Specifically, the administration of U.S. President
Barack Obama formally has accused Russia of trying to interfere in the U.S.
election next month. As a result, there has been a focus on whether Obama has
told the U.S. National Security Agency or any other U.S. spy outfit to carry
out a retaliatory cyberstrike. The U.S. vice president, Joseph Biden, seemed to
suggest that Obama was prepared to order — or already has ordered — some kind
of covert action to retaliate after emails stolen from the U.S. Democratic
National Committee were published online. Biden made his comments in a taped
In addition, your piece doesn’t specify where Keith
Lowry was speaking. Every story must make clear where the action took place –
whether it was in an interview with a specific news organization, at a forum or
In your third paragraph, you say: “According
to him, background checks do little to stop potential document leakers such as
Manning, Snowden and Martin III.”
However, you must identify Manning and Martin III
immediately, even if you get around to discussing Martin III lower down in your
story. Who is Manning? Readers would want to know. You can’t have any holes in
a news story.
Also, you need more background information – a kind
of “nut graf” – to explain exactly what Edward Snowden did. This could be
something like: xxx Snowden copied and leaked a trove of
classified information from the U.S. National Security Agency in 2013. His
disclosures revealed numerous global surveillance programs, many run by the NSA
and close U.S. allies with the help of telecommunication companies and European
Finally, you need to take care when injecting
opinion into your piece, as you’ve done here: “The high-profile leaks of recent
years have done little to shake the private sector awake, however.
Organizations defrauded by staff and contractors are unwilling to air their
problems in court and engage in long and costly civil disputes.” Ideally, this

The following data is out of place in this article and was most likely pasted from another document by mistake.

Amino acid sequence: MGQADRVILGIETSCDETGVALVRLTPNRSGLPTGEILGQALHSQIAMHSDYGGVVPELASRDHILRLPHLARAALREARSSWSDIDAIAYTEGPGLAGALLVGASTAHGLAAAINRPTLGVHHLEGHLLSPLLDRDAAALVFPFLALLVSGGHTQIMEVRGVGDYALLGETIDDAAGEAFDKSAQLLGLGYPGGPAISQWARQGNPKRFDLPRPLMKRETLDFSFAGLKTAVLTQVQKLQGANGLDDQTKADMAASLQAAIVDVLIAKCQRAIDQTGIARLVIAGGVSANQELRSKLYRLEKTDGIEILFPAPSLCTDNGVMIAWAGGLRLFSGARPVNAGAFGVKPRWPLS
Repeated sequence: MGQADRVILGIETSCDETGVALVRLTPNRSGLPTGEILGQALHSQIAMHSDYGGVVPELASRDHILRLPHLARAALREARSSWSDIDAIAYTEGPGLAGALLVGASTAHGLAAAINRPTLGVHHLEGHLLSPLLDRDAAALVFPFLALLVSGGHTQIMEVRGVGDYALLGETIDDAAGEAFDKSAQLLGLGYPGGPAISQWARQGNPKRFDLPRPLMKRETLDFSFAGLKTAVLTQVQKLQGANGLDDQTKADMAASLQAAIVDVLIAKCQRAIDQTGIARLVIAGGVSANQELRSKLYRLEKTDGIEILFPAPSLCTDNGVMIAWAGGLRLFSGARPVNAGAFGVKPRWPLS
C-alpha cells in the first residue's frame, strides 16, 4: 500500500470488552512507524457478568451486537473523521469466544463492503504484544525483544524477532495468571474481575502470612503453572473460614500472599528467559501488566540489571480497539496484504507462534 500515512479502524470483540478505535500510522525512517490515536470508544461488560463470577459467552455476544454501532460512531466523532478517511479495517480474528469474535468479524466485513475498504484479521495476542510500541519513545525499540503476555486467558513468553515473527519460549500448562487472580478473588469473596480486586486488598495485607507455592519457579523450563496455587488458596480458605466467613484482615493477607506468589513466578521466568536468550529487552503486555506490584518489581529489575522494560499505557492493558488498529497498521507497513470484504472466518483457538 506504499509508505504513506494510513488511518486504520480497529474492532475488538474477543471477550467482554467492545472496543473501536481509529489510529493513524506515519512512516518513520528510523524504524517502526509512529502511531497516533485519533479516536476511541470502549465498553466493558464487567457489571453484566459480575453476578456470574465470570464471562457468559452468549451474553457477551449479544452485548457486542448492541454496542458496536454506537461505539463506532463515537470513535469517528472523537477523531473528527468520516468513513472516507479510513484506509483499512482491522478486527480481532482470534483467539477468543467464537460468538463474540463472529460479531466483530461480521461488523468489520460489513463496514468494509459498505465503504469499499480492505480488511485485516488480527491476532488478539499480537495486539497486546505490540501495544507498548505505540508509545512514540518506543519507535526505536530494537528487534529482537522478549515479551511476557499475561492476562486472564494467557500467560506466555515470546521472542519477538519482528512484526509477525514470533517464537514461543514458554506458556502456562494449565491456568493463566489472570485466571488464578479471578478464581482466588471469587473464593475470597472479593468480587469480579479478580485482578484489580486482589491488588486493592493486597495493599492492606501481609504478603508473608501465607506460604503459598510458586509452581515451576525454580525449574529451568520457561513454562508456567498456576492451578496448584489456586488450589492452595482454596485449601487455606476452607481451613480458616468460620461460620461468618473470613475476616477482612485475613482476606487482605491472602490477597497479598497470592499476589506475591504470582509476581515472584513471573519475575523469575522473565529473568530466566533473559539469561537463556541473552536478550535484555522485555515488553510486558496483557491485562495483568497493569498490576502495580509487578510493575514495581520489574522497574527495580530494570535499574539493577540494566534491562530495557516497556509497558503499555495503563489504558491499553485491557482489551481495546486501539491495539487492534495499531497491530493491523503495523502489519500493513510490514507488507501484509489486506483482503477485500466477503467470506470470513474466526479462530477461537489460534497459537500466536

kind of analysis should be attributed to a specific source or sources, rather
than just popped into your piece – unless you or one of your group members is
an expert on the subject.
You’ve got a grade of 75 for this group report (out
of a possible 100).
Leaker-detector background check invalid
A former top US
Government investigator who looked into classified document leaks by Edward
Snowden has criticized the effectiveness of back ground checks, saying such
checks will not prevent further leaks.
Keith Lowry, formerly
US chief of staff to the deputy under secretary of defense for Human
intelligence, says that he was “intimately involved” at the time and sole
recipient for all investigative material on the cases for a period of about six
According to him,
background checks do little to stop potential document leakers such as Manning,
Snowden and Martin III. "I don't think there is anything anyone can do
using background and psychological checks to stop [Snowden leaks]…Background
checks and polygraphs only say who they someone is, what they have done, not
what they will do."
His comments come in
the wake of the arrest of NSA analyst Harold Thomas Martin III, an employee of
Booz Allen Hamilton, the same firm where Snowden was a contractor. Martin is
suspected of “hoarding” classified materials going back as far as a decade in
his house and car, and the recent leak of the hacking tools tipped
investigators to what he was doing. This “Snowden-like character” is still
under custody, while Snowden has been granted asylum in Russia, whose
extradition to the US is impossible on “legal and moral” grounds according to
the Russia’s ambassador.
The high-profile leaks
of recent years have done little to shake the private sector awake, however.
Organizations defrauded by staff and contractors are unwilling to air their
problems in court and engage in long and costly civil disputes. Meanwhile,
revelations of surveillance on personal privacy by the US government have
stirred up emotions among public. Snowden’s lawyers and human-rights groups
have launched a campaign to persuade President Obama to grant him a pardon,
because much of what Snowden revealed exposed intrusions on the privacy of
American citizens. This effort to win a pardon for Snowden has faced a powerful
pushback from both Democrats and Republicans as the disclosures also include
intelligence activities that didn’t impinge on the privacy of Americans.
Lowry estimates that
insider leaks constitute a major overlooked threat, something that ignites his
anger like “whenever someone stabs you in the back,” but as a professional in
counterintelligence, his job as an investigator will inevitably be “the role of